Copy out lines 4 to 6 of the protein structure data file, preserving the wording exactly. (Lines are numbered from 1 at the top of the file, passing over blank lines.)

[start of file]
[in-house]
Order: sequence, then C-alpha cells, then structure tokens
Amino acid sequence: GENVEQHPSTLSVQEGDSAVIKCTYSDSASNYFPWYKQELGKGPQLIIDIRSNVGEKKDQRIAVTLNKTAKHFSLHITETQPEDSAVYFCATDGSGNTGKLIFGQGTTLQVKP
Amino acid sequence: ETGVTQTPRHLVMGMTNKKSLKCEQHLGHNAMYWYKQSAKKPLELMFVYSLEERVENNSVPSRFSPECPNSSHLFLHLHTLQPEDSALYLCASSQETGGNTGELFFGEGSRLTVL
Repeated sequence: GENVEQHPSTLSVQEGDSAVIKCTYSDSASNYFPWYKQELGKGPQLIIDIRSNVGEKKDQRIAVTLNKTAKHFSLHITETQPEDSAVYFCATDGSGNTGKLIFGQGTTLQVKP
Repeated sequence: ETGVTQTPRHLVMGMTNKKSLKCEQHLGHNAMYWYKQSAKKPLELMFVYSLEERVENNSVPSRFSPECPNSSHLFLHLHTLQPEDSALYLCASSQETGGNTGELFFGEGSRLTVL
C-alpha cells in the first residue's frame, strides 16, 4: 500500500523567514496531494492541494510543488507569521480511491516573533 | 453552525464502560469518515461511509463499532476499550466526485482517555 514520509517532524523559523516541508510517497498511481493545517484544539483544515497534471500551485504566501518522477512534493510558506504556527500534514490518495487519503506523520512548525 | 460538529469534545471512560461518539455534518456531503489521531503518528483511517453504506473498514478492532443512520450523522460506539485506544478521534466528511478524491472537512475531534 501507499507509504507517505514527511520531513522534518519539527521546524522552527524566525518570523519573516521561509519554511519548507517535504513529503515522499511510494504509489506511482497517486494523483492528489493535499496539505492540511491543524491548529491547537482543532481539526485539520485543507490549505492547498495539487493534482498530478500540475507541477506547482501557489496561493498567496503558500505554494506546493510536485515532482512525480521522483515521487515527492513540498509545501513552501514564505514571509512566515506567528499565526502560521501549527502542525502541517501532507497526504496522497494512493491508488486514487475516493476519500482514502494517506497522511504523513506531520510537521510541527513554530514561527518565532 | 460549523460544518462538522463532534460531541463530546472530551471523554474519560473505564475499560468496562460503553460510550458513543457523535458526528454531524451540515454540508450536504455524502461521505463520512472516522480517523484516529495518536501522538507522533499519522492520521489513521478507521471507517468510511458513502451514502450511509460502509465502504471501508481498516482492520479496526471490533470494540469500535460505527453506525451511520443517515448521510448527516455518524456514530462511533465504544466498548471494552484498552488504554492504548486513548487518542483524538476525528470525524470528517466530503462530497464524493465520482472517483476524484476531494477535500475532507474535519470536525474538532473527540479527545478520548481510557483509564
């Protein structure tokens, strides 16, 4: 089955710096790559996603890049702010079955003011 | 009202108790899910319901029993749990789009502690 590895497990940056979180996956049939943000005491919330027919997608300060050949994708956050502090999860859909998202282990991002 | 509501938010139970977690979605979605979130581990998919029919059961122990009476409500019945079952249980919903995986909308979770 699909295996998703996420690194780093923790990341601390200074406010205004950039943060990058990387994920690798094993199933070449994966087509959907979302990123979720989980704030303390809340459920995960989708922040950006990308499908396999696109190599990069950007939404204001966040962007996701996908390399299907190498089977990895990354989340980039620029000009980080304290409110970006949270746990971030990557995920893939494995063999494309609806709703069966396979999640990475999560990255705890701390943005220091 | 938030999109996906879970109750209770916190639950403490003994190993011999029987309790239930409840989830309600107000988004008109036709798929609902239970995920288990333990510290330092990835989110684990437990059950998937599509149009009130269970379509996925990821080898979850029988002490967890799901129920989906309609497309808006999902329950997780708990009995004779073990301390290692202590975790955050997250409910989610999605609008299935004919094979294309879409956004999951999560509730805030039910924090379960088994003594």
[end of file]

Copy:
Amino acid sequence: ETGVTQTPRHLVMGMTNKKSLKCEQHLGHNAMYWYKQSAKKPLELMFVYSLEERVENNSVPSRFSPECPNSSHLFLHLHTLQPEDSALYLCASSQETGGNTGELFFGEGSRLTVL
Repeated sequence: GENVEQHPSTLSVQEGDSAVIKCTYSDSASNYFPWYKQELGKGPQLIIDIRSNVGEKKDQRIAVTLNKTAKHFSLHITETQPEDSAVYFCATDGSGNTGKLIFGQGTTLQVKP
Repeated sequence: ETGVTQTPRHLVMGMTNKKSLKCEQHLGHNAMYWYKQSAKKPLELMFVYSLEERVENNSVPSRFSPECPNSSHLFLHLHTLQPEDSALYLCASSQETGGNTGELFFGEGSRLTVL